Turner Prize: A poisoned chalice for Assemble? 09.12.15

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Architecture’s frenzied courtship with art has finally reached fruition, but John Jervis argues that this relationship may already have done more harm than good

The victory of the young architectural collective Assemble at this year’s Turner Prize, and its implications for the relationship of architecture to art, have already lead to an outpouring of critical pontifications. Here are my additions to the fray:

1. As suggested by Adrian Searle in The Guardian, Assemble are merely the latest prop to be inveigled into an art world that is desperately attempting to escape its own irrelevance. The group would be well advised to steer clear of these blandishments, borne out of the inherent contradictions between contemporary art’s overblown claims of singular creative and intellectual import, its distasteful embrace of extreme wealth and its popular invisibility.

The froth emerging from art critics is of little significance to anyone but themselves. An alignment with contemporary art is likely to prove a poisoned chalice for Assemble – it hasn’t even been of much use to other Turner Prize winners in recent years.

2. Assemble’s success has elicited a certain triumphalism among some quarters of the architectural world. After 40 years of desperate flirtation in pursuit of artistic approval – in which architecture avidly appropriated the language and institutions of academia and conceptual art – it would seem that this frenzied courtship has finally been vindicated.

Yet Assemble are engagingly modest about categorising their achievements in any one sphere, and certainly avoid the sticky varnish of academic jargon. Such language may buff the reputation of a few architects, but it communicates little, conceals more, and alienates all but a few – its unread theses gather dust in our university libraries and its impenetrable language and tenuous citations have increasingly penetrated architectural discourse. It is perhaps a moment to consider whether architecture’s relationship with art has already done more harm than good to the profession.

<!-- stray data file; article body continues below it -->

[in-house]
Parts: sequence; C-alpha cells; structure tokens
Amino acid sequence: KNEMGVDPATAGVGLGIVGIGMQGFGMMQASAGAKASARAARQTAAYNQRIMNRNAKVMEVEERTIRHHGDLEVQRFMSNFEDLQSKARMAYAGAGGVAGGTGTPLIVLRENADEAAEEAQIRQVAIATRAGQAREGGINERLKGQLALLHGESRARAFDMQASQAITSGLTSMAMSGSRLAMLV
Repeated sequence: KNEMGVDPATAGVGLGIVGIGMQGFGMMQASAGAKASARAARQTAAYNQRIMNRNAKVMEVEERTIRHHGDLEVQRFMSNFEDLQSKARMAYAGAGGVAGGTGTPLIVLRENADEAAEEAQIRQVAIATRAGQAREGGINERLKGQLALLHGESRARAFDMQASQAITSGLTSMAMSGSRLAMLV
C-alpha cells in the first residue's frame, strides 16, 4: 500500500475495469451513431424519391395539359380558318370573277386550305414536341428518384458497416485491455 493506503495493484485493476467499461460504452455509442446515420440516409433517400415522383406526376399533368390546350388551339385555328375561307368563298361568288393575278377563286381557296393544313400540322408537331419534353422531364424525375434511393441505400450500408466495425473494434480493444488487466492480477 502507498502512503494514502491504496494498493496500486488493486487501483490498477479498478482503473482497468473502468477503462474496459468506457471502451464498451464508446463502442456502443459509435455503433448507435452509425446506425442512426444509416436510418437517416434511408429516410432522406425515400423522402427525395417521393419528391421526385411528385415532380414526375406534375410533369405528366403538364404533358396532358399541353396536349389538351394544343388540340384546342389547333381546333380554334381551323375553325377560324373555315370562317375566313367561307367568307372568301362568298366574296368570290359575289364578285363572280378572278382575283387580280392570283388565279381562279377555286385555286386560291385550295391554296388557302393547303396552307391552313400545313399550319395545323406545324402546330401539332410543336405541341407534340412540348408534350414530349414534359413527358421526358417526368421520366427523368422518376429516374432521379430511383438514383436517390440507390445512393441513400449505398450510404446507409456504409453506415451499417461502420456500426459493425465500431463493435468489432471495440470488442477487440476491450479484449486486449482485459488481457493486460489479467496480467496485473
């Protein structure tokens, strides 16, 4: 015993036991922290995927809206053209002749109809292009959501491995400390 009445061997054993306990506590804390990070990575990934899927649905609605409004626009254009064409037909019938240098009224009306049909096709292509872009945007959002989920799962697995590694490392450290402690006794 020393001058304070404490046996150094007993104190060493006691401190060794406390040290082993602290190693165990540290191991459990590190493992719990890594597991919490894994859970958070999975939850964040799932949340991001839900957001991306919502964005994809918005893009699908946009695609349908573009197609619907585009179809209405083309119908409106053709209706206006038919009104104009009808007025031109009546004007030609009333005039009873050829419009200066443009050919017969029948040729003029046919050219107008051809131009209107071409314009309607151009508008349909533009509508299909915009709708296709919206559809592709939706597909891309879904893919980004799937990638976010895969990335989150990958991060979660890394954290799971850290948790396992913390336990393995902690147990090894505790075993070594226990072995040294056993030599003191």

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Assemble's range of designed products

3. Most architects, now as in the 1950s, enter the profession with the aspiration to do good, whether in society or to society. Assemble’s Granby Workshop is an encouraging reminder that social engagement is still very much alive in architecture, just as the room available for it in our cities seems increasingly curtailed. And the current revival of collective architecture is perhaps another trend to be watched with interest. Yet Assemble’s achievements should not be hijacked or overhyped, either as weighty political gestures or as a groundbreaking innovation – a brief look at the community architecture of the 1960s and 1970s would give the lie to such claims – and Assemble do not fall prey to such temptations themselves.

Assemble are a young practice, and should be left in peace to pursue their vocation as their consciences and practicalities dictate, ignoring the bluster of art and architectural critics alike. They’re talented, engaged, intelligent and likeable – heartwarmingly so – and it’s been going pretty well for them so far without wise counsels. Fingers crossed things continue in this manner. But I will make one humble request: please no “experimental pavilions” at design fairs, architectural biennials or art galleries – that way lies the path to closeted irrelevance.

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Tim Abrahams: Is Assemble's nomination for the Turner Prize likely to bring the art and architecture worlds any closer together?

Sam Jacob: Assemble's shortlisting for the Turner Prize demonstrates an audacity that the architecture profession is conspicuously lacking

Oliver Wainwright on Assemble, Icon's 2014 Emerging Architecture Practice of the Year



John Jervis


Above: Assemble's Turner Prize installation

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The froth emerging from art critics is of little significance to anyone but themselves

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